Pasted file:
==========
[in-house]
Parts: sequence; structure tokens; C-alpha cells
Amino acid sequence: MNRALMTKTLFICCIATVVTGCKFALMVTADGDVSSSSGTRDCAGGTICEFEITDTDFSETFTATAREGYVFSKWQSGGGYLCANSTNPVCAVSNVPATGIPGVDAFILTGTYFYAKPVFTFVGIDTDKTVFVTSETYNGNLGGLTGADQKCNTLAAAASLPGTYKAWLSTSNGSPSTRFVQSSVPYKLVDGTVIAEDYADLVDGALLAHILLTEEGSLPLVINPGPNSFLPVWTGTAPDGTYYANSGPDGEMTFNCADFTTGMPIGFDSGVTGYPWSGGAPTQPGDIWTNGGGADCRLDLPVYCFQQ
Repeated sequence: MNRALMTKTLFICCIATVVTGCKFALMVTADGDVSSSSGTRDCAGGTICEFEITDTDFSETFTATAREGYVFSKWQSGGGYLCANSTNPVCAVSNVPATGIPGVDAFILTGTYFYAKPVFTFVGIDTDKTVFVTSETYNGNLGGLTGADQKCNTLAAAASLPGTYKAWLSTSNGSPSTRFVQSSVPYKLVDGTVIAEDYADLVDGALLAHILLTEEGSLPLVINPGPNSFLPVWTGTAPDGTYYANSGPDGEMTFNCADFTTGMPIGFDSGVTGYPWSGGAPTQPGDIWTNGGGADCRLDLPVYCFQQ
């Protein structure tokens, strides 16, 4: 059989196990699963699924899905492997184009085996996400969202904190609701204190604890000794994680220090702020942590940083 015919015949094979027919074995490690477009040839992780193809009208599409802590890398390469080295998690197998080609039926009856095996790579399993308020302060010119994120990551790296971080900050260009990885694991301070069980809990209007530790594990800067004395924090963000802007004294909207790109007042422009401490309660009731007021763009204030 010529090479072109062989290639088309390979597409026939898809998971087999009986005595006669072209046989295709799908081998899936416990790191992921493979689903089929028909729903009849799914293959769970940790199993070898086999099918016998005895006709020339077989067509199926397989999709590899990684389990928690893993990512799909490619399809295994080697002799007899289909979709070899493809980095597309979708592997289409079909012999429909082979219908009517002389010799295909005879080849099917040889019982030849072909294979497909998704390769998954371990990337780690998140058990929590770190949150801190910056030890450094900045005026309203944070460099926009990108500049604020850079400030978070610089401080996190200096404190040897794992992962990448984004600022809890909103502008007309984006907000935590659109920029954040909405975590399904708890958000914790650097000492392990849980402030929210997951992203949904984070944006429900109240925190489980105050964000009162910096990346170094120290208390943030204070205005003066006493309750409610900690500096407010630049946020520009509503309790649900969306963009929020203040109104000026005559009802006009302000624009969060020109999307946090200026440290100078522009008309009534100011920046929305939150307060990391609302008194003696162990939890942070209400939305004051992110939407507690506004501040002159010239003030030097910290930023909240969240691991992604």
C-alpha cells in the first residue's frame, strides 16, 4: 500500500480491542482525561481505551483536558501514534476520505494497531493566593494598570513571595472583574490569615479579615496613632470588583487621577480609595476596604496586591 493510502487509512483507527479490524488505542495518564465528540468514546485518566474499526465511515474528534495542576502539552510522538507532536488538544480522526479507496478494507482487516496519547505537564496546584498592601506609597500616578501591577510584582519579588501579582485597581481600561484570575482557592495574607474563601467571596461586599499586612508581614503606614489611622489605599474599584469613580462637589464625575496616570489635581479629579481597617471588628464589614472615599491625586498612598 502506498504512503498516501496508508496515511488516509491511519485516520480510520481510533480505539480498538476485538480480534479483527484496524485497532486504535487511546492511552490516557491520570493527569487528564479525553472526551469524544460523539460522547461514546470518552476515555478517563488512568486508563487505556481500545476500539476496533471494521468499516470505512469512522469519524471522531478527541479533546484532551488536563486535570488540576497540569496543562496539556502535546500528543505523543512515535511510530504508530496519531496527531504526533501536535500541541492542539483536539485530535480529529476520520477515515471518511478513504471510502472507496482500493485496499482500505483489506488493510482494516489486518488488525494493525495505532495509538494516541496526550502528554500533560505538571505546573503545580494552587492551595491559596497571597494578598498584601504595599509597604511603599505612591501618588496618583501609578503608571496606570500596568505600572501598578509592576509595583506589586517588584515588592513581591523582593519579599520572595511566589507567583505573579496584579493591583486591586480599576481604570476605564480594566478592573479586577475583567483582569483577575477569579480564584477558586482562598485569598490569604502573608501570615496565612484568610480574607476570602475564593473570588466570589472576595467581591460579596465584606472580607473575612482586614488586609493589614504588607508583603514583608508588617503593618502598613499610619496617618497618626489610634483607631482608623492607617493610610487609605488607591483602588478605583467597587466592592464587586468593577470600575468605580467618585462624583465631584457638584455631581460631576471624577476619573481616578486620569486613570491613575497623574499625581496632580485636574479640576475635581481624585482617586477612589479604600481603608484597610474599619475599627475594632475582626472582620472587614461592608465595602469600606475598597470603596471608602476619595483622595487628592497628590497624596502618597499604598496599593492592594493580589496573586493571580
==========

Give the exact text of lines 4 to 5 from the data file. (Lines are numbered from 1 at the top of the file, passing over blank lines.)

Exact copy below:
Repeated sequence: MNRALMTKTLFICCIATVVTGCKFALMVTADGDVSSSSGTRDCAGGTICEFEITDTDFSETFTATAREGYVFSKWQSGGGYLCANSTNPVCAVSNVPATGIPGVDAFILTGTYFYAKPVFTFVGIDTDKTVFVTSETYNGNLGGLTGADQKCNTLAAAASLPGTYKAWLSTSNGSPSTRFVQSSVPYKLVDGTVIAEDYADLVDGALLAHILLTEEGSLPLVINPGPNSFLPVWTGTAPDGTYYANSGPDGEMTFNCADFTTGMPIGFDSGVTGYPWSGGAPTQPGDIWTNGGGADCRLDLPVYCFQQ
């Protein structure tokens, strides 16, 4: 059989196990699963699924899905492997184009085996996400969202904190609701204190604890000794994680220090702020942590940083 015919015949094979027919074995490690477009040839992780193809009208599409802590890398390469080295998690197998080609039926009856095996790579399993308020302060010119994120990551790296971080900050260009990885694991301070069980809990209007530790594990800067004395924090963000802007004294909207790109007042422009401490309660009731007021763009204030 010529090479072109062989290639088309390979597409026939898809998971087999009986005595006669072209046989295709799908081998899936416990790191992921493979689903089929028909729903009849799914293959769970940790199993070898086999099918016998005895006709020339077989067509199926397989999709590899990684389990928690893993990512799909490619399809295994080697002799007899289909979709070899493809980095597309979708592997289409079909012999429909082979219908009517002389010799295909005879080849099917040889019982030849072909294979497909998704390769998954371990990337780690998140058990929590770190949150801190910056030890450094900045005026309203944070460099926009990108500049604020850079400030978070610089401080996190200096404190040897794992992962990448984004600022809890909103502008007309984006907000935590659109920029954040909405975590399904708890958000914790650097000492392990849980402030929210997951992203949904984070944006429900109240925190489980105050964000009162910096990346170094120290208390943030204070205005003066006493309750409610900690500096407010630049946020520009509503309790649900969306963009929020203040109104000026005559009802006009302000624009969060020109999307946090200026440290100078522009008309009534100011920046929305939150307060990391609302008194003696162990939890942070209400939305004051992110939407507690506004501040002159010239003030030097910290930023909240969240691991992604």